Yesterday Commonwealth Court Judge Robert E. Simpson, Jr. refused to suspend the pernicious Pennsylvania voter id law that could stop as many as 10% of the voters in the state from casting a ballot this November, handing a traditionally blue presidential state to Mitt Romney. Right now, President Obama's lead in Penn is not wide enought to outstrip the result of this disenfranchisement. A lot of what's going on in the Romney campaign looks like unhinged floundering, but I believe, coupled with attempts at voter suppression in Penn, Ohio, and Florida that it's part of a very real and calculated strategy.
Fire up the base. Suppress the vote. And steal it.
First off, I love Pennsylvania. I spend all week working in DC and living in a matchbox apartment in Maryland and when Friday rolls around, I cannot wait to get home to my real home in southern Pennsylvania. I live right down town in a wonderful old former "Rust Belt" city that's starting to find it's way in the new post industrial economy. It's a reliably blue urban small city floating in a sea of rural red. It seems like a great new small business is opening every week - it's the kind of place I like to call home and where I want to invest my money. I'm from Texas and as a 'transplant Yankee' - withholding all jokes about southern Penna being "Pennsyltucky" - the place just feels like home to me.
But Pennsylvania has a peculiar voting dichotomy. If you highlight the map with the voting breakdown by county, you'll see that in terms of geography it's largely a red state. What makes it blue is the massive population of voters found in the big cities of Philadelphia and Pittsburgh on either side of the state. If you take those two cities and their urban, reliably Democratic populations offline, then Pennsylvania becomes solid red. And it's precisely voters in those regions of the state that the new voter id law seeks to target.
For the latest news on the law and where it stands in the courts, please see this article from the Philadelphia Inquirer:
The law has now been sent to the State Supreme court which, because one of its justices is under investigation, now has a 3-3 split. A tie ruling would allow the law to stand. Here's the money quote:
Republicans pushed the law through the legislature with a party-line vote, and House Majority Leader Mike Turzai (R., Allegheny) famously declared that the law would help GOP presidential nominee Mitt Romney win the state. Democrats pounced on that, contending it proved the law was concocted for political reasons.I don't think it's conspiracy mongering to be genuinely concerned about voter suppression as a path to GOP power this year. As I have diaried in the past, half the nation has passed some form of voter ID law since 2008 and those laws target President Obama's base voters: urban liberals, African Americans, and Latinos. In addition, these laws also target a portion of the GOP's reliable base: the elderly. But with Paul "Kill Medicare" Ryan on the ticket, that voting bloc appears poised to swap to the Dems.
If the high court splits 3-3 on the issue, Simpson's ruling would remain intact. For the Supreme Court to settle the case, one justice would have to buck his or her party.
Observers are particularly focused on the role Chief Justice Ronald Castille, a Republican, could play.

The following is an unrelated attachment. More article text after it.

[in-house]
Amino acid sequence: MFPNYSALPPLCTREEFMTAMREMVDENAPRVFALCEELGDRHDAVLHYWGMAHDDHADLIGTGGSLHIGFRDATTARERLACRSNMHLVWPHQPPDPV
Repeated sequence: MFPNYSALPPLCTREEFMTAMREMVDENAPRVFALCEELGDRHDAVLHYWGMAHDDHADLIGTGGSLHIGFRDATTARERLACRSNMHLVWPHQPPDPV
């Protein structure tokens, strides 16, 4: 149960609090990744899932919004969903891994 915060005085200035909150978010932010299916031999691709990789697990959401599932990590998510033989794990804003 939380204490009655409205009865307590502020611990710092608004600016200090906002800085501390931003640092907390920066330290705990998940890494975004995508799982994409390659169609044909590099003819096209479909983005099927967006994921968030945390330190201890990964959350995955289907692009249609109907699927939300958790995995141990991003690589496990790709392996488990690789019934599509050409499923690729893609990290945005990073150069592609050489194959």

Castille irked some Republicans when he delivered the majority opinion this year that threw out a plan by GOP lawmakers to redraw Pennsylvania's legislative map. His role in the voter ID case could burnish his party bona fides or burn them.
"We already had one political test case, and he was the swing vote," said G. Terry Madonna, who directs the Center for Politics and Public Affairs at Franklin and Marshall College.
It's with this knowledge in hand that we can begin to understand Mitt Romney's "unhinged" (the Obama campaign's words) campaign style. Romney insulted the NAACP as a dog whistle to racists, he insulted our European allies as a dog whistle to xenophobes and American exceptionalists, he's the most anti-immigration GOP presidential candidate in 20 years, he's embraced the extreme anti-women policies of the fringe of his party - in short, formerly "moderate" Romney has, in his own words, come out as a "severe conservative." Naming the darling of the Tea Party Paul Ryan to the ticket is merely the icing on the cake.
And everyone in the Beltway is asking the same question - WHY? Why is a candidate for national election working so hard to anger moderates and swing voters? Why is he appealing to fans of Ayn Rand instead of grandma's on Social Security? Why is he working so hard to widen his party's gender gap? Surely, they say, this is a losing strategy - by trying to appeal to the fringe of his party, he's handing Obama the election, right? RIGHT???
Under ordinary circumstance, that would be "right," but this year that's not the case. If you look at these actions as a part of a concerted strategy it all makes sense. Basically, the strategy is the mother of all "Hail Mary Passes" - but it very well could work. It goes like this: do everything you can to fire up your base while at the same time, by hook or by crook, suppress the other guy's base. Then you only have to rely on a squeaker win in a couple of counties in a couple of states to shift the whole nation your way. It allows you to target resources very narrowly, and for election officials in control of only a couple of pivotal precincts to have tremendous power in our admittedly very partisan, very divided country.
I bring this issue up because - with a few exceptions in the liberal media - this story is hovering at the fringes of the news. And, honestly, it's the most important story of this election cycle. I think it's pretty clear that the GOP is turning this into the ultimate base election - their strategy to this point makes perfect sense in that light.